Mitchell Center to Convene Working Group on Legislative Act to Address Hunger

Green waste

Food waste presents a significant sustainability challenge across the United States (40 percent of all food produced in the U.S. is wasted), but particularly in Maine where many are food insecure (In 2016 more than 200,000 Mainers were food insecure, including 60,000 children).

Working to prevent food waste provides opportunities to address multiple sustainability challenges (e.g. hunger, energy and water conservation, reduced need for landfills). Key stakeholders are mobilizing around this problem and potential solutions, but there are still significant gaps in our understanding of the problem as well as the costs and benefits of proposed solutions.

In the spring of 2017, the Maine State Legislature’s Environment and Natural Resources (ENR) Committee considered legislation titled, “An Act to Address Hunger, Support Maine Farms and Reduce Waste”—LD 1534—and voted unanimously to carry the act over into the second regular session of the 128th Legislature.

The Committee requested that the Mitchell Center for Sustainability Solutions convene a stakeholder working group to provide feedback and guidance on the proposals included within LD 1534, as well as other opportunities to reduce food waste in Maine. The working group will meet at the University of Maine in Orono on Monday, August 7th. Participants will be asked to help: collect data in order to outline Maine’s food waste landscape;  and evaluate policies to reduce food waste, with particular emphasis on their feasibility in Maine.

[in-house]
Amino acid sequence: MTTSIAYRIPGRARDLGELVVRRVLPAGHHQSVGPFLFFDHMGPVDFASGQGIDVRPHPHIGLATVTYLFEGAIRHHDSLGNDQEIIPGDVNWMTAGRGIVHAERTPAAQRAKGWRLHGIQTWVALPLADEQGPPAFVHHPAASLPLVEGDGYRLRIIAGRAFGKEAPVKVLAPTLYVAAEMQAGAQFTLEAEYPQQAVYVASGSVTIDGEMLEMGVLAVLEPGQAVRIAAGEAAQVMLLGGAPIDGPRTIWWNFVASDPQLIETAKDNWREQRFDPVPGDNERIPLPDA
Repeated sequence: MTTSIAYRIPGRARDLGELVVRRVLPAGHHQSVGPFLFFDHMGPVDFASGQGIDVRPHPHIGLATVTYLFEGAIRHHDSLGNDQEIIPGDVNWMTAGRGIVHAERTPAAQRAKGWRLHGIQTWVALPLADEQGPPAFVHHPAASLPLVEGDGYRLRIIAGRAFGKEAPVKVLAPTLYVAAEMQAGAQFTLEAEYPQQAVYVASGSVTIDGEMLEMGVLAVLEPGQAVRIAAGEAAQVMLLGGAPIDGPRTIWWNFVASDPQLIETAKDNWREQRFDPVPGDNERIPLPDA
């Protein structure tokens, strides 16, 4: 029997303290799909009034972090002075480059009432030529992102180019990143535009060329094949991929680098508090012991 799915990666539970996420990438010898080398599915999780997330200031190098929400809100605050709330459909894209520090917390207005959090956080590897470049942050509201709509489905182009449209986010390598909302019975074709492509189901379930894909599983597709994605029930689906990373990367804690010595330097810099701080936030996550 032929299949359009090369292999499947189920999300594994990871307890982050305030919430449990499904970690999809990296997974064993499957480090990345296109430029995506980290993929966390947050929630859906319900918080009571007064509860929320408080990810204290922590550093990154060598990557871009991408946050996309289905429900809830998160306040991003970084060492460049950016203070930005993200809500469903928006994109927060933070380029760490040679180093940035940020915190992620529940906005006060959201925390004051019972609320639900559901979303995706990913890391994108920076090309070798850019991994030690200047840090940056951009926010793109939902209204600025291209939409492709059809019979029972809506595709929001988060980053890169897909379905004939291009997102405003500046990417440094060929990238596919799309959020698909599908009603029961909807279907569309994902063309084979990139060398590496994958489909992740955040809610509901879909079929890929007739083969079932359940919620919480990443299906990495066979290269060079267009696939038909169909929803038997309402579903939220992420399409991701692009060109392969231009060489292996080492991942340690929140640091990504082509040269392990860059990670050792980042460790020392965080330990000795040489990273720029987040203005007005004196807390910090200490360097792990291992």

Per the Committee’s request, the working group is to consist of a balanced representation of municipal officials, farmers and food producers, grocers and restauranteurs, environmental organizations, food recovery and nonprofit hunger relief organizations, composters and anaerobic digesters, and schools. Participation by Maine Department of Environmental Protection staff was also requested.

At the meeting, stakeholders will be asked to contribute ideas, questions, and concerns in this process, and will spend additional time outside of the workshop collecting information, reporting to the group, participating in conference calls and helping to review the final report for the ENR Committee.

For more information on this process, contact assistant professor of anthropology Cindy Isenhour,